# The Path of Euler and Hamilton

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Even though the origin of the traveling salesman problem was initially associated more with salesmen, preachers, and lawyers, it gained mainstream recognition after mathematicians like Euler and Hamilton tackled the challenge.

Euler presented his paper on the Konigsberg problem to the Academy of Science in St. Petersburg on August 26, 1735. In this paper, he posed the challenge of crossing all the bridges only once on a single walk.

The Konigsberg problem involved redrawing the city’s map with lands (Red — B, Orange — A, Blue — C & White — D) as vertices and bridges (a, b, c, d, e, f & g) as edges.

One of the ways to cross the bridges by revisiting some places and skipping a few bridges can be represented as BaAcCgDeAb. In this solution, except for the starting (B) and end (D) points, all other places had an even number of visited paths (edges). If we close the start and end points, then all vertices have an even number of edges.

As each vertex (land) had an odd number of edges in the *Konigsberg problem*, it was concluded by Euler that it was not possible to cross all the edges (bridges) only once on a single walk. This discovery marked the birth of *graph theory* and became known as the *Euler Path* problem.

**Sir William Rowan Hamilton** later designed a game in which the player had to cross all vertices only once on a single walk. While it seemed difficult for this legendary mathematician, children could solve it visually with ease. Perhaps Hamilton used algebraic methods in his approach. The game was later improved by James Dalgety and commercially released as *Worried Woodwarm*. This concept falls under the *Hamiltonian Circuit* category in *graph theory*.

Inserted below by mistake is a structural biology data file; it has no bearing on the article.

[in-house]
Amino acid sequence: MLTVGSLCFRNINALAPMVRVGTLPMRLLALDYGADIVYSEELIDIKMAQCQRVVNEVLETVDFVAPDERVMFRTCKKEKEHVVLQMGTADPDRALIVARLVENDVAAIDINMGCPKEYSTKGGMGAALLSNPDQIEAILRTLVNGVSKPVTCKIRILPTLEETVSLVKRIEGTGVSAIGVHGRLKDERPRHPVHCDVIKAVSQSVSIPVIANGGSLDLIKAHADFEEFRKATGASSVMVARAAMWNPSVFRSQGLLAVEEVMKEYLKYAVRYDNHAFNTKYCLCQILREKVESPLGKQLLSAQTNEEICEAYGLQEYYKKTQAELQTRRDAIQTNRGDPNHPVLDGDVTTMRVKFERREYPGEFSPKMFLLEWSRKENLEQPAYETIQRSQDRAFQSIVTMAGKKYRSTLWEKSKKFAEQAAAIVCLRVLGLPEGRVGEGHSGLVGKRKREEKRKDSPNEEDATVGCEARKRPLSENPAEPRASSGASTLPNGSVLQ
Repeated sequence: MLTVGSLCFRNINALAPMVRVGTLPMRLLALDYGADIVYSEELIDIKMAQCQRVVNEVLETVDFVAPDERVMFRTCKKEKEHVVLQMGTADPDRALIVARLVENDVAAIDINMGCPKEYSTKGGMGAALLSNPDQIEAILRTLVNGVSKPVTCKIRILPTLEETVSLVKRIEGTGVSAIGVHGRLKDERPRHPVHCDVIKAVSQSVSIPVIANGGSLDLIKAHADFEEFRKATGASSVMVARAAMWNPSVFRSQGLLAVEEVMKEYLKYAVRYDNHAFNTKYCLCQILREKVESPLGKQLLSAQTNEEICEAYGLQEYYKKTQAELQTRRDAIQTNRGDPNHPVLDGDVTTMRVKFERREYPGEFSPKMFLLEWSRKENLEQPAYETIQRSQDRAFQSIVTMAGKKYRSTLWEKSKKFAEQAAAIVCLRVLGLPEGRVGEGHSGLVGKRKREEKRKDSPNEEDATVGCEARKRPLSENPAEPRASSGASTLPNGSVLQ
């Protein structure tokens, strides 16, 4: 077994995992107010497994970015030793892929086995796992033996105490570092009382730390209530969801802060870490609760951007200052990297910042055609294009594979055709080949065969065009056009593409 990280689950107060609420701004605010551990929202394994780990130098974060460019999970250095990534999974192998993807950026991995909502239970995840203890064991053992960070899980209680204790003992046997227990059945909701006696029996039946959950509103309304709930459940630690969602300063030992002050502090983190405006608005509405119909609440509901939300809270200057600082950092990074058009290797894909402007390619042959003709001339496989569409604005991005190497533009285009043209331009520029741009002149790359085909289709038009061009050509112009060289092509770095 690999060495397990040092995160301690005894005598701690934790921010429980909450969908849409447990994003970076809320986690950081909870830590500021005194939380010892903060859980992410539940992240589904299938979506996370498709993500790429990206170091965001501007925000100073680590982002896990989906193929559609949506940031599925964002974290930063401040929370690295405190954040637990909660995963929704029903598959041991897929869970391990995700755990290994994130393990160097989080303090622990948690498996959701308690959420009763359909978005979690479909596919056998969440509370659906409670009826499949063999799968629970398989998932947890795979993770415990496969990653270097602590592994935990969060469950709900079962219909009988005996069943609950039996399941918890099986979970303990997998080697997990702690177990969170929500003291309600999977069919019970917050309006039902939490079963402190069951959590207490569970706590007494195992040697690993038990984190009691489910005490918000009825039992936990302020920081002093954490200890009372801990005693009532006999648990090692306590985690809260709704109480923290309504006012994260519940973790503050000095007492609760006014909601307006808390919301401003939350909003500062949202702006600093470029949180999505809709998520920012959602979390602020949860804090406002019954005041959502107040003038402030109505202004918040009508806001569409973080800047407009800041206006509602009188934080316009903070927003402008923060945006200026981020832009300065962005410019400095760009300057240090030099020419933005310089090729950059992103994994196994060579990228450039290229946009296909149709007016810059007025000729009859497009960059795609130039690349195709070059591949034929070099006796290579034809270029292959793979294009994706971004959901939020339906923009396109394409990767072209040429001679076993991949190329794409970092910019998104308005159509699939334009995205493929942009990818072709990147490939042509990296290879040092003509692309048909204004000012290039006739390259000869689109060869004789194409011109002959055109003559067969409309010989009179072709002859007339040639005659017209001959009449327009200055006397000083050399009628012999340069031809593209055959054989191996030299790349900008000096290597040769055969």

To rephrase the above, an ** Euler path involves visiting all the edges only once, while a Hamiltonian circuit involves visiting all the vertices only once**.

Identifying a problem that belongs to the Euler path category is easy, but deciding whether a problem falls under the Hamiltonian circuit category is challenging. In fact, it falls into the *NP problem* category. Many great mathematicians proposed conjectures to guarantee the existence of Hamiltonian circuits in problems, only to have them disproven.

Alfred Kemp posted a solution to the *four-color problem* in 1880, stating that *any map can be colored with four colors at most without two neighboring zones sharing the same color*. While seeking an alternative proof, P. G. Tait conjectured that *certain types of graphs always have a Hamiltonian circuit*.

The image on the left shows a graph with an Hamiltonian circuit connecting all the vertices. The inner area within the red boundary edge can be further connected with edges that are not part of the boundary edge. Two alternative colors (yellow and orange) are sufficient to color them. Similarly, the outer area can be colored with blue and dark blue.

This apparently led Tait to conjecture that any *three-edge connected map can always have a Hamiltonian circuit*. However, this conjecture was later disproven. Thus, it is not easy to identify Hamiltonian circuit problems.